Mwalimu Marcus Garvey Tribute – Pilgrims Descend on the Sacred Land

Jamaica is the Sacred Land, of the First Pan African Federalist, the Home of Pilgrimage Tourism

Ocho Rios, Jamaica – Scores of pilgrims from across the African Diaspora, joined their counterparts in Jamaica, to pay homage to Jamaica’s first national hero, the Rt. Excellent Marcus Mosiah Garvey during the weeklong staging of his 130th birthday celebrations.

The visitors included members of the Universal Negro Improvement Association and African Communities League (Michael Duncan, UNIA-ACL/USA), Nation of Islam (David Muhammad, Trinidad & Tobago), Black Lawyers for Justice (Dr Malik Zulu Shabazz, USA), Pan African Federalists (Dr Joomaay Faye, USA), Black Power Advocate, (Mukasa Dada), Parish Church of Holy Trinity (Rev. Canon Eve Pitts), Marcus Garvey People’s Political Party, Rastafari devotees, Queen Mothers, Scholars and Garveyites.

The celebrations included an official visit by the Minister of Culture, Olivia Grange to the St Ann Parish Library; speaking on August 17 at a ceremony in St. Ann’s Bay, St. Ann, she said “this development (museum) will be supported by public education on the life of young Garvey intertwined with the history of St. Ann’s Bay, which will form the backdrop of this transformative man.”

This was followed by the IRIE FM Radio Tribute (Jukwaa) on August 20, 2017 which took place at the Coconut Grove Great House and the IRIE FM Courtyard from 6:00 a.m. and culminated with the “Reggae for Reparations” Concert at Midnight.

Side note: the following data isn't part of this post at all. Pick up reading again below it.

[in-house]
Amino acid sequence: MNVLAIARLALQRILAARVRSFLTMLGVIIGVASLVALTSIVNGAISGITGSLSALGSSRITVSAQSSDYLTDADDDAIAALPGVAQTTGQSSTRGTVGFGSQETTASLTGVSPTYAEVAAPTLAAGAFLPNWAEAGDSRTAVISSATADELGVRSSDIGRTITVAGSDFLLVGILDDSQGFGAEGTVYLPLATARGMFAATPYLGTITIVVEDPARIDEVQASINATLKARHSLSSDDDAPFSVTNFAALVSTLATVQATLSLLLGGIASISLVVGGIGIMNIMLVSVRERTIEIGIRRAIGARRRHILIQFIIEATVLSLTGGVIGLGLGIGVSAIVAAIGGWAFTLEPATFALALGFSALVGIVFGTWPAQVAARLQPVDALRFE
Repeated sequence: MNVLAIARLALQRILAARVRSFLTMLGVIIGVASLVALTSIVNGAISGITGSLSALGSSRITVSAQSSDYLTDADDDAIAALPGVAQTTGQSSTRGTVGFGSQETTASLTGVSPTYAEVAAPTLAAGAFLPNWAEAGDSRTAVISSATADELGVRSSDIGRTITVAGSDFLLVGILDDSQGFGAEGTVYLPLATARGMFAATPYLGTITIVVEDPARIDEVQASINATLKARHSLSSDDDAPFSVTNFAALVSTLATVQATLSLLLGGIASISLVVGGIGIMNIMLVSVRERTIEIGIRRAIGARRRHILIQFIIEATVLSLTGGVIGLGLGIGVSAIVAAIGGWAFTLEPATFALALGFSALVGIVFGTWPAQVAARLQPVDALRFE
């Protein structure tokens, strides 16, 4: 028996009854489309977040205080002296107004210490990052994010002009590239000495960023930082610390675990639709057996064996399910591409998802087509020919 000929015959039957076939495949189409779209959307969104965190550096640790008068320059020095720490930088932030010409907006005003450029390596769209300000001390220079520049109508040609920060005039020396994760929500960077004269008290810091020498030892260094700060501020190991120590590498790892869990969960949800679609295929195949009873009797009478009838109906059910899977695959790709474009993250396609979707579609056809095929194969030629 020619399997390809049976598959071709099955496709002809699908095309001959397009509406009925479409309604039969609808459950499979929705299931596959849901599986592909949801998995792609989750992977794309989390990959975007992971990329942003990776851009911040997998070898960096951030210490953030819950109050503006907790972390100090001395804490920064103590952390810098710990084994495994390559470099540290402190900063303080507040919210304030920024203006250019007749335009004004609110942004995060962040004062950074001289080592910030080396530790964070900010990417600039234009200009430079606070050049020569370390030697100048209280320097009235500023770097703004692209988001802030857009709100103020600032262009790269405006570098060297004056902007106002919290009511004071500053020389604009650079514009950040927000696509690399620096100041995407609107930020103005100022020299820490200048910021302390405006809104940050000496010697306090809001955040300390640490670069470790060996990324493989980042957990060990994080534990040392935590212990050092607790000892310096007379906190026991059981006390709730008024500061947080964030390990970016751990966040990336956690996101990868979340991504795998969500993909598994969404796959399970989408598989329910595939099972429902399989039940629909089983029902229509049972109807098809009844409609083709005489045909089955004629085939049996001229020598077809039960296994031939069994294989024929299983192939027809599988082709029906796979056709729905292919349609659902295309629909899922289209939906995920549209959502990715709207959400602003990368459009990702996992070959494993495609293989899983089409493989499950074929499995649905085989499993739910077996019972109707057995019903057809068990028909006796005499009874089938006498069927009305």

Pilgrims enjoyed much of Jamaica’s authentic cuisine and culture and visited the island’s landmarks and attractions including the birthplace of Marcus Garvey in St. Ann’s Bay, the St. Ann Parish Library, Fire Water Spa (Lime Hall), the world-famous Dunn’s River Falls, the local stalls and the rich and diverse heritage of St Ann, the parish of Garvey’s birth.

The morning’s presentations on the theme Pan Africanism or Perish! Reparations Now! was presented in the form of an Igbimo (Colloquium) moderated by Professor Tunde Bewaji, Professor of Philosophy at the University of the West Indies, Mona.

Some of the key presenters included Constitutional Lawyer Bert Samuels, of the National Council on Reparations, Dr Joomaay Faye, and keynote speaker Dr Malik Zulu Shabazz.

Bert Samuels among Pilgrims Descend on the Sacred Land for Marcus Garvey Tribute

Constitutional Lawyer Mr Burt Samuels in foreground
Photo Credit: CaribNewsRoom

In his address which was titled “Law and Precedence of Reparation”, Samuels made the case for reparations by recounting historical precedence. Samuels said “David Cameron came here (Jamaica) walked on a crime scene and told us to walk away from our reparations.” However, he indicated that if in the final analysis, Jamaica’s Reparation proposal was rejected, he would take the case to the International Court of Justice.

Dr Julius Garvey spoke on “Pan Africanism in the 21st century.” During his presentation, he asked the audience to re-connect to their roots. He invoked the mantra “I AM an African,” which was first used  by Jessica Mbangeni, Praise Poet, Storyteller & Recording Artist from South Africa to rally the audience. She attributed the phrase to former South African President Thabo Mbeki.

Jessica Mbangeni among Pilgrims Descend on the Sacred Land to pay tribute to Marcus Garvey

Jessica Mbangeni, Praise Singer
Photo Credit: CaribNewsRoom

Mbangeni performed a passionate tribute poem to Mwalimu Marcus Garvey using the back track of ‘Africa -Tribute to Nelson Mandela’ and also IGoli (2013) debut album, an artistic affirmation of her cultural roots. Mbangeni’s performance left some in the audience in a trance; their tremendous applause showed they wanted more of her magical spiritual vibrations.

Posted in: Entertainment
  • Archives:

  • Categories:

  • Tags: